Because arsenic has been involved in geopolitics, an estimated 100 million people are at risk of exposure to unacceptable arsenic levels in either well water or ground water. Numerous "outbreaks" of excessive arsenic in water and food from an assortment of natural and anthropological causes have occurred. This has become a major public health issue in the developing world, primarily Bangladesh and surrounding countries, where many thousands of individuals have precancerous arsenic-related disease.

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Pathophysiology

Inorganic forms of arsenic are more toxic than organic forms. The trivalent forms are more toxic and react with thiol groups, while the pentavalent forms are less toxic but uncouple oxidative phosphorylation. Very few organ systems escape the toxic effects of arsenic.

Trivalent inorganic arsenic inhibits pyruvate dehydrogenase by binding to the sulfhydryl groups of dihydrolipoamide. Consequently, conversion of pyruvate to acetyl coenzyme A (CoA) is decreased, citric acid cycle activity is decreased, and production of cellular ATP is decreased. Trivalent arsenic inhibits numerous other cellular enzymes through sulfhydryl group binding. Trivalent arsenic inhibits cellular glucose uptake, gluconeogenesis, fatty acid oxidation, and further production of acetyl CoA; it also blocks the production of glutathione, which prevents cellular oxidative damage.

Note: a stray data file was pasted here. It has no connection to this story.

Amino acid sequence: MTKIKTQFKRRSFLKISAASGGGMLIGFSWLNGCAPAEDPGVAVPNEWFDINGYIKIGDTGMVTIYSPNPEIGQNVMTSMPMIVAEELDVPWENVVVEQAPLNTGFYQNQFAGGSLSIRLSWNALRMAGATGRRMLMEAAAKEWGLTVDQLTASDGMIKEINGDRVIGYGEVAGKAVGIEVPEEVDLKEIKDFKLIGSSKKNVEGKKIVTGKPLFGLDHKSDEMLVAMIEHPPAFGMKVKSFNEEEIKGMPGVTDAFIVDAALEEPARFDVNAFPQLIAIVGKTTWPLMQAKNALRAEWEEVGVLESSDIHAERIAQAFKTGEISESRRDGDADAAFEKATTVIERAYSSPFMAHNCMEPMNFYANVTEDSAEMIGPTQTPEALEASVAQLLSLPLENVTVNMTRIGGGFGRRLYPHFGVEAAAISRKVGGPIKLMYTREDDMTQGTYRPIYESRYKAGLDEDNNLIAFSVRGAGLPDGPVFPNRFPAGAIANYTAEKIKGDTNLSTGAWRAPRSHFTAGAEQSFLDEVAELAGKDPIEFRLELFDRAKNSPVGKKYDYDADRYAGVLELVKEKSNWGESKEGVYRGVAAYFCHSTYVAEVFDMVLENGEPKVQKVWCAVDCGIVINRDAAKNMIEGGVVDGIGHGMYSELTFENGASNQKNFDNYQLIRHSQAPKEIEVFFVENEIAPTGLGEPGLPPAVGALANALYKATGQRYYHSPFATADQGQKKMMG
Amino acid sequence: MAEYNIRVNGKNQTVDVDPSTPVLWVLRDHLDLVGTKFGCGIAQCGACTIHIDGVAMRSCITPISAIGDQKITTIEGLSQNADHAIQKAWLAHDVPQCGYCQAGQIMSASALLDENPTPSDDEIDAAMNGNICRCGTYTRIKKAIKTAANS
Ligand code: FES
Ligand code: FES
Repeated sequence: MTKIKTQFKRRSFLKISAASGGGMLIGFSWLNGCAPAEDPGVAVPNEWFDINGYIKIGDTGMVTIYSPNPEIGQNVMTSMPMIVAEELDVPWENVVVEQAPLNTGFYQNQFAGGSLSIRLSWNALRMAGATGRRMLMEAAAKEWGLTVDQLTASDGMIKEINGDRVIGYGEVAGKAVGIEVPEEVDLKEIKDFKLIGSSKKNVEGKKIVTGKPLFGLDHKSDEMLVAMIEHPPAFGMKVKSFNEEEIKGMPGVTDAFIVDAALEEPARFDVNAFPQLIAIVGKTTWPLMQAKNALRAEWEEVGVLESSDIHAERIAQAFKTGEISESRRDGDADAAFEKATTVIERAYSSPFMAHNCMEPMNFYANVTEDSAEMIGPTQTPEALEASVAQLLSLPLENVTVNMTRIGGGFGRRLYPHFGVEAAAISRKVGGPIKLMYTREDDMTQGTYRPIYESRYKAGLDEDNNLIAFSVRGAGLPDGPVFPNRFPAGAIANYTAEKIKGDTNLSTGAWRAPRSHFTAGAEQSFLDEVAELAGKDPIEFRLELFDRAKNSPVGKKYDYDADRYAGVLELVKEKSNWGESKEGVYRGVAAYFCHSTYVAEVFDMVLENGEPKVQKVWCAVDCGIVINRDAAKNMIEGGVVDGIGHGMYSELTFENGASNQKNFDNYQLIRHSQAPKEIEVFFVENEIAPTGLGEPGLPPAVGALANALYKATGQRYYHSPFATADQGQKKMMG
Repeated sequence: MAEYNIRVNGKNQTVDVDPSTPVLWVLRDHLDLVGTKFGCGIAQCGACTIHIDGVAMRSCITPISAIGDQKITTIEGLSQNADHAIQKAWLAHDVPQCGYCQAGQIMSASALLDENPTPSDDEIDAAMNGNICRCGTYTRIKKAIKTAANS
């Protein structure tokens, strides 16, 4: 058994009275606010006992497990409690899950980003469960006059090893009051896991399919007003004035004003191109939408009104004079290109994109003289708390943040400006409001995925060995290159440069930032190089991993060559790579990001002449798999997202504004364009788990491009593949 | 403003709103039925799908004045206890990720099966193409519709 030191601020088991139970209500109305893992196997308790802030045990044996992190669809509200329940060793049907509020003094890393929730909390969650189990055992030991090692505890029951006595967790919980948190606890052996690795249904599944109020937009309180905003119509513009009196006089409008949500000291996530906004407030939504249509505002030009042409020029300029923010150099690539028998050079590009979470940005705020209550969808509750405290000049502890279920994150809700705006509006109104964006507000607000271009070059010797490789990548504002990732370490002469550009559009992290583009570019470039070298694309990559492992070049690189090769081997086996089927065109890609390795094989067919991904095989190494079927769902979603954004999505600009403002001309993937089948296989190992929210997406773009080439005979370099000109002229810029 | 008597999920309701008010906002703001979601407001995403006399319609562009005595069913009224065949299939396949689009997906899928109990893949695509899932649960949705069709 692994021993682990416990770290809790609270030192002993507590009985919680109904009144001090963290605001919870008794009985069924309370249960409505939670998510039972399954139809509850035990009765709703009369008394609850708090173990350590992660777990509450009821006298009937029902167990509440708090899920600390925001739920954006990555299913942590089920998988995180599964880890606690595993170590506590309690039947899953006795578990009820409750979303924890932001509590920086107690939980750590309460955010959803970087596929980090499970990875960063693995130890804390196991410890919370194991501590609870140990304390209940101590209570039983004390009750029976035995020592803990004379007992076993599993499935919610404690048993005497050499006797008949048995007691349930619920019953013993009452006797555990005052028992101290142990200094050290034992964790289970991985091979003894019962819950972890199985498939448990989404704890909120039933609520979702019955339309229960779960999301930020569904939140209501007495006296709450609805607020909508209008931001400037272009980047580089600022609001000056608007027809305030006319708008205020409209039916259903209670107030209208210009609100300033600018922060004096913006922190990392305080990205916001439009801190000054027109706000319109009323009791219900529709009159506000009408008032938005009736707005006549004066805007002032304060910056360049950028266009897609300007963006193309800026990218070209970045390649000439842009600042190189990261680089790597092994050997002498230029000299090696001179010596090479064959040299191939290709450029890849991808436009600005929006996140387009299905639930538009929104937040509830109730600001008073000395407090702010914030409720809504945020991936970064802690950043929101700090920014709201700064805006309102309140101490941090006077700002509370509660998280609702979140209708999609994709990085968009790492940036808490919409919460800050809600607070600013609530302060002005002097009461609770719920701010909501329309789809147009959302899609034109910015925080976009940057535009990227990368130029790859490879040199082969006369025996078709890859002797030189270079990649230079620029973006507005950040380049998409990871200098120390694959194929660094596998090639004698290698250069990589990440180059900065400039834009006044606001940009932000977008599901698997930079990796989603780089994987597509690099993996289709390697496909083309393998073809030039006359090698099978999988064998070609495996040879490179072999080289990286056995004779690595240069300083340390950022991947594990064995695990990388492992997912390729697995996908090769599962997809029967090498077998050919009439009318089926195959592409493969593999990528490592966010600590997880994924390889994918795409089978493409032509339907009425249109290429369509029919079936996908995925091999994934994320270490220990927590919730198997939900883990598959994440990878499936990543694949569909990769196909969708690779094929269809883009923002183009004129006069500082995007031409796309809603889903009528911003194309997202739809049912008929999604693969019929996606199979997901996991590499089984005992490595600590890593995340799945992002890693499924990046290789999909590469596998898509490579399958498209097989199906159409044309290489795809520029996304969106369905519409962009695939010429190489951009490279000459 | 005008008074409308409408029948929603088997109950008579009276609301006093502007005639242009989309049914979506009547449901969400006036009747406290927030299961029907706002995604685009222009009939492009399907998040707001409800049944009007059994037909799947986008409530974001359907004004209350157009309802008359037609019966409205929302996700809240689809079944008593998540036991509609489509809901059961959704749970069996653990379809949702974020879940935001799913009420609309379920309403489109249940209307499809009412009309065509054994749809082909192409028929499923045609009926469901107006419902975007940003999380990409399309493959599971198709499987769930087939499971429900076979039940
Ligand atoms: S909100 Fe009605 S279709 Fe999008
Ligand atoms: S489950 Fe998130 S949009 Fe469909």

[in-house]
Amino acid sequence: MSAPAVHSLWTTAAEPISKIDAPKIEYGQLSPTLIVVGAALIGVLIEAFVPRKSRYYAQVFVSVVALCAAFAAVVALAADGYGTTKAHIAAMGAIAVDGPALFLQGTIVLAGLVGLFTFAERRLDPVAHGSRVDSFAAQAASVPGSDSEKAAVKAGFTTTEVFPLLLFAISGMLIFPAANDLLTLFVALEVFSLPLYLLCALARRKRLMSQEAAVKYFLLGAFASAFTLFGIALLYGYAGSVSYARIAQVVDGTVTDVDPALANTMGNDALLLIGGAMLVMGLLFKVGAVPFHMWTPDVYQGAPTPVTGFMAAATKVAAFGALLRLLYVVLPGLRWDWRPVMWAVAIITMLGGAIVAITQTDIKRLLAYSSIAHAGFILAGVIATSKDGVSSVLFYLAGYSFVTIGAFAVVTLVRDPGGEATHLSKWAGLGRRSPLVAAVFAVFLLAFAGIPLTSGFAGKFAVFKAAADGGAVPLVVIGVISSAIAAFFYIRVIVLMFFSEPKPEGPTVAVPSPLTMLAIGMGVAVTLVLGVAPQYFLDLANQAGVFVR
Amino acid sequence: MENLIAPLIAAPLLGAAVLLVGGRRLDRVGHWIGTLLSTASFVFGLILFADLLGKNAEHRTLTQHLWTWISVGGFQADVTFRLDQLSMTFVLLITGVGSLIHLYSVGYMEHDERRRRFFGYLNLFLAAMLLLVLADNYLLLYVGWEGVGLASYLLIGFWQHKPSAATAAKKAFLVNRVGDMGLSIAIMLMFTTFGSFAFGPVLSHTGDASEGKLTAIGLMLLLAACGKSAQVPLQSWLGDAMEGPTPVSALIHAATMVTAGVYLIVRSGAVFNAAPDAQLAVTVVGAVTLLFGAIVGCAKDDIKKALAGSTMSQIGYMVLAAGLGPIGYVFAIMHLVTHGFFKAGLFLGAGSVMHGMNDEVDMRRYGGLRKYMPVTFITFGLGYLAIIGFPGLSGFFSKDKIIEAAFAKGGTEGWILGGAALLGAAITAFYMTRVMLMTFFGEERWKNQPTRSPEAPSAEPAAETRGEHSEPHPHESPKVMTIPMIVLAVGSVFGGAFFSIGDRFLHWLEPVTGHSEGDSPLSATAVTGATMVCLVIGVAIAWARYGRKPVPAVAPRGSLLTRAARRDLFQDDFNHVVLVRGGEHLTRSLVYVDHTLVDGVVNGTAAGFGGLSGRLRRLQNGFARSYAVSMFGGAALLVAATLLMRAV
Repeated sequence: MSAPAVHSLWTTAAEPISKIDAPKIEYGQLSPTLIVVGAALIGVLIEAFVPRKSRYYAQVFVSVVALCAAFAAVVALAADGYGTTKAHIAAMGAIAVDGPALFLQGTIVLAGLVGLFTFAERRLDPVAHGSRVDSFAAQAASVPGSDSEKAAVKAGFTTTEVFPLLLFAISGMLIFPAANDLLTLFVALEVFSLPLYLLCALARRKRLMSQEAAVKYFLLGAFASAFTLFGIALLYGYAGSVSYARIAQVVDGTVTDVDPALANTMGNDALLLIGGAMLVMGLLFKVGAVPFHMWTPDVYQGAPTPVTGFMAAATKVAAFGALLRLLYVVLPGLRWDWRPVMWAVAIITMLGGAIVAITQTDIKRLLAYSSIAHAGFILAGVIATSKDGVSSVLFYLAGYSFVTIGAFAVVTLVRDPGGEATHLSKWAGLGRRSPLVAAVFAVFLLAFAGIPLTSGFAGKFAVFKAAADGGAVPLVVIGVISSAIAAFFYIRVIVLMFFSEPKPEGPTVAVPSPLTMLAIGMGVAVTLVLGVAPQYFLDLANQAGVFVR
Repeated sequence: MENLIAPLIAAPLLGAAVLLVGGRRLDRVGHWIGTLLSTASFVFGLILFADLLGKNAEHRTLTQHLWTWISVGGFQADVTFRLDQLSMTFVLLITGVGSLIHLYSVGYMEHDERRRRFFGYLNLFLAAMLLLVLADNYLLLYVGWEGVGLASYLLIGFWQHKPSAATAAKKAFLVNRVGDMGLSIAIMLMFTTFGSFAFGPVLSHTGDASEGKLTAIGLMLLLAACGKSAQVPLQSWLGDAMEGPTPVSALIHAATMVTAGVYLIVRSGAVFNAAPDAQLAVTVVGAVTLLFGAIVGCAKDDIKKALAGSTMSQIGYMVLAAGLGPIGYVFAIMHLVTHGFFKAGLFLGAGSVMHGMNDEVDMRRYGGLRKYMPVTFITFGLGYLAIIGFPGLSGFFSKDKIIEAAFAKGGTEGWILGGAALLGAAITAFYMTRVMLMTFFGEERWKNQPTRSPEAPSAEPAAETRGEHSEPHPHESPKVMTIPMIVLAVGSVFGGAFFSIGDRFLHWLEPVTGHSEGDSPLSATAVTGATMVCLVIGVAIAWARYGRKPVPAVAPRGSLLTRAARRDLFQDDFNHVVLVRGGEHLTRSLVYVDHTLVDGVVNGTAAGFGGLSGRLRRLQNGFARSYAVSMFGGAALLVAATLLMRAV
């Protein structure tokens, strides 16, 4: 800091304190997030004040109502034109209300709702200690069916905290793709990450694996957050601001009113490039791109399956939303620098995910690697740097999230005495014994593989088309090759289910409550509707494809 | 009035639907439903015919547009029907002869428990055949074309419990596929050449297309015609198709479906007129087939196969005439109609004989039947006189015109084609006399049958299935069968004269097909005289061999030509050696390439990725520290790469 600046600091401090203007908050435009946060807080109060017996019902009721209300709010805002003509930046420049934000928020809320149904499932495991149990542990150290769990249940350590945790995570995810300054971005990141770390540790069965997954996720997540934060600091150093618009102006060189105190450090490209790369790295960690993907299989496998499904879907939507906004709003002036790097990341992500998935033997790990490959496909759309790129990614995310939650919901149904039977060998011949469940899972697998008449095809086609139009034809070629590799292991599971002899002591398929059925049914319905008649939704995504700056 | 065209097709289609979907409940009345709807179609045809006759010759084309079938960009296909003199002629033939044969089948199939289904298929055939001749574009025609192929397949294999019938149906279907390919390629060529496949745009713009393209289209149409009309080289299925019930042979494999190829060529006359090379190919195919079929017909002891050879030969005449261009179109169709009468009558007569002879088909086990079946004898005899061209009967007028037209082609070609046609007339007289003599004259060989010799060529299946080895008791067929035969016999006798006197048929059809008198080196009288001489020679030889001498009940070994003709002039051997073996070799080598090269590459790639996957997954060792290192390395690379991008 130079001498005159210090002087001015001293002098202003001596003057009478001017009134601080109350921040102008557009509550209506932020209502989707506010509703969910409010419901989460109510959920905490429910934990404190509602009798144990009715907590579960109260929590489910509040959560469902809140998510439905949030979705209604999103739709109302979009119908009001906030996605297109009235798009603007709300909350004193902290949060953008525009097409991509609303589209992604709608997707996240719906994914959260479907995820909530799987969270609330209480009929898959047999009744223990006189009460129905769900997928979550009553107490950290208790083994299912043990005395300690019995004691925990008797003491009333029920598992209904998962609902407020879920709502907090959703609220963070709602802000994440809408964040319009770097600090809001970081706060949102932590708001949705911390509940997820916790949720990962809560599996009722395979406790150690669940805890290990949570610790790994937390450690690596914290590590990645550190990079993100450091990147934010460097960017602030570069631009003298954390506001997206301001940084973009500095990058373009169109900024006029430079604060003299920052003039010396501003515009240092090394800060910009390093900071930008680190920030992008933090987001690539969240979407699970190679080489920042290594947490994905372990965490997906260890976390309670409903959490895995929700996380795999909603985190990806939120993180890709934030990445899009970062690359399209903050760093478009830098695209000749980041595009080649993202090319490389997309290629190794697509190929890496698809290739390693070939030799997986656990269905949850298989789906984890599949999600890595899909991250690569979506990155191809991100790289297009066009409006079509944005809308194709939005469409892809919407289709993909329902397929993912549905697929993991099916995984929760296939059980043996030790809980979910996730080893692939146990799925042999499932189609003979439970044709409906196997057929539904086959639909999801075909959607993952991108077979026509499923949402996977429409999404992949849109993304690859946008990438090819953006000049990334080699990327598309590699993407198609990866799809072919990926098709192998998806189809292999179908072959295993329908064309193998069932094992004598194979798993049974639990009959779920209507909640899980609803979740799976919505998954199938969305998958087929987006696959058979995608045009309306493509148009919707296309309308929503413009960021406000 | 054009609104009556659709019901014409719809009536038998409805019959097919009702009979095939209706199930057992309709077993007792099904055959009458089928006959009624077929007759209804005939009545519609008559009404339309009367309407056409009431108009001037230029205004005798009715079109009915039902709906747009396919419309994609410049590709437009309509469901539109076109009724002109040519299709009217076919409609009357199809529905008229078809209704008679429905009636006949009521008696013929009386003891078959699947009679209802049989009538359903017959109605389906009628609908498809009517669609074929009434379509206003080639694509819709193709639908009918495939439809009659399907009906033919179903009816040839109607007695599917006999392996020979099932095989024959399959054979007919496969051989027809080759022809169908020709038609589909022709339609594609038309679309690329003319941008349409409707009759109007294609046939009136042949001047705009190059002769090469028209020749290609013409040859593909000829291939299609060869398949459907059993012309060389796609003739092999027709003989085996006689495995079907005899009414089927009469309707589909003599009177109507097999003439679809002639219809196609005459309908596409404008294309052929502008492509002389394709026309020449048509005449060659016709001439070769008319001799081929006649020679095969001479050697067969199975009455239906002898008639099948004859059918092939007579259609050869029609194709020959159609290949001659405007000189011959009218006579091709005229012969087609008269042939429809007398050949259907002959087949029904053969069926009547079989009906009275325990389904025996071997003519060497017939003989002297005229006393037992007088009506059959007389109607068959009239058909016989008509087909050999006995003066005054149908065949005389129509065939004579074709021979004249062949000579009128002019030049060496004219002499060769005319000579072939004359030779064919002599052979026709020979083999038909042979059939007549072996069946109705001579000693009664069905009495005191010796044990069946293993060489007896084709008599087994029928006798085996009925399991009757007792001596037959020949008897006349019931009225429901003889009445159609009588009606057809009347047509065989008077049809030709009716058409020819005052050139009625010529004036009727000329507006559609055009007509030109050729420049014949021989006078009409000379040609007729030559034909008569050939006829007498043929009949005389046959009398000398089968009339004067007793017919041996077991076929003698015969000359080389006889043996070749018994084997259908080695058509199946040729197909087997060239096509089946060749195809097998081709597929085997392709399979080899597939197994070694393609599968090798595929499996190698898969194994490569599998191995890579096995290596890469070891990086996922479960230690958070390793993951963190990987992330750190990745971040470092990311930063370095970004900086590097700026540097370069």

Effects of pentavalent inorganic arsenic occur partially because of its transformation to trivalent arsenic; toxicity proceeds as outlined above. More importantly, pentavalent arsenic resembles inorganic phosphate and substitutes for phosphate in glycolytic and cellular respiration pathways. Consequently, high-energy phosphate bonds are not made, and uncoupling of oxidative phosphorylation occurs. For example, in the presence of pentavalent arsenic, adenosine diphosphate (ADP) forms ADP-arsenate instead of ATP; the high-energy phosphate bonds of ATP are lost.

Arsenic has been shown to produce oxidative stress. In a small pilot study of environmentally exposed children, arsenic altered monocyte superoxide anion production and inhibited nitric oxide production.[10]

Arsenic trioxide has been shown to cause a significant prolongation of cardiac action potential duration at many levels of repolarization producing conduction delay and increased triangulation. Electrolyte imbalance appears to enhance this toxicity.[11] The drug appears to inactivate endothelial nitric oxide synthase, leading to a reduction in production and bioavailability of nitric oxide. It also has been associated with inducing/accelerating atherosclerosis, increasing platelet aggregation and reducing fibrinolysis.[12]